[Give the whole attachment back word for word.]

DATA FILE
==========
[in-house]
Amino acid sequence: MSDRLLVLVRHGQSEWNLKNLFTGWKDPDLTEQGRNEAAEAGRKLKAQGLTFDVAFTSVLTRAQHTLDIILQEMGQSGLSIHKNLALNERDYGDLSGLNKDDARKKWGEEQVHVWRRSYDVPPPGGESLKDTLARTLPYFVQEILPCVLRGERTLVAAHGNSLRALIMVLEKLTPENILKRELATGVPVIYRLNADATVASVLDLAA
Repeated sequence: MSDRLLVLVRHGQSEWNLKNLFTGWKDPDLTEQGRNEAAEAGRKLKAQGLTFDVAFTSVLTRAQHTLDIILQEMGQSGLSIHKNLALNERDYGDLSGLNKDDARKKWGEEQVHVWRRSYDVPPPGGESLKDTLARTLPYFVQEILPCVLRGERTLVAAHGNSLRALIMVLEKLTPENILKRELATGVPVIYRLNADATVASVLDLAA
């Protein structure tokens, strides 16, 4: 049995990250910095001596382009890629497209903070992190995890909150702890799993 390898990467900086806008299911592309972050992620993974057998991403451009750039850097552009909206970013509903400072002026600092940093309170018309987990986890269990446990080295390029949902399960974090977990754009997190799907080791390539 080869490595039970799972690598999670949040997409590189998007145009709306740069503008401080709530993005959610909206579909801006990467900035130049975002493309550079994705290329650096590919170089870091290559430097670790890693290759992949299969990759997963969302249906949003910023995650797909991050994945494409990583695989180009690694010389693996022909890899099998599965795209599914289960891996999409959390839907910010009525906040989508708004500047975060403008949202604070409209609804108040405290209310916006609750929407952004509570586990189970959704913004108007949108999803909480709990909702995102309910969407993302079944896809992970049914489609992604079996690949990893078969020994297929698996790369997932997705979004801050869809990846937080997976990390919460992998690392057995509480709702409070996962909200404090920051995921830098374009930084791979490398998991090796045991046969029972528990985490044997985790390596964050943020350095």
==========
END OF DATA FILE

[in-house]
Amino acid sequence: MSDRLLVLVRHGQSEWNLKNLFTGWKDPDLTEQGRNEAAEAGRKLKAQGLTFDVAFTSVLTRAQHTLDIILQEMGQSGLSIHKNLALNERDYGDLSGLNKDDARKKWGEEQVHVWRRSYDVPPPGGESLKDTLARTLPYFVQEILPCVLRGERTLVAAHGNSLRALIMVLEKLTPENILKRELATGVPVIYRLNADATVASVLDLAA
Repeated sequence: MSDRLLVLVRHGQSEWNLKNLFTGWKDPDLTEQGRNEAAEAGRKLKAQGLTFDVAFTSVLTRAQHTLDIILQEMGQSGLSIHKNLALNERDYGDLSGLNKDDARKKWGEEQVHVWRRSYDVPPPGGESLKDTLARTLPYFVQEILPCVLRGERTLVAAHGNSLRALIMVLEKLTPENILKRELATGVPVIYRLNADATVASVLDLAA
């Protein structure tokens, strides 16, 4: 049995990250910095001596382009890629497209903070992190995890909150702890799993 390898990467900086806008299911592309972050992620993974057998991403451009750039850097552009909206970013509903400072002026600092940093309170018309987990986890269990446990080295390029949902399960974090977990754009997190799907080791390539 080869490595039970799972690598999670949040997409590189998007145009709306740069503008401080709530993005959610909206579909801006990467900035130049975002493309550079994705290329650096590919170089870091290559430097670790890693290759992949299969990759997963969302249906949003910023995650797909991050994945494409990583695989180009690694010389693996022909890899099998599965795209599914289960891996999409959390839907910010009525906040989508708004500047975060403008949202604070409209609804108040405290209310916006609750929407952004509570586990189970959704913004108007949108999803909480709990909702995102309910969407993302079944896809992970049914489609992604079996690949990893078969020994297929698996790369997932997705979004801050869809990846937080997976990390919460992998690392057995509480709702409070996962909200404090920051995921830098374009930084791979490398998991090796045991046969029972528990985490044997985790390596964050943020350095």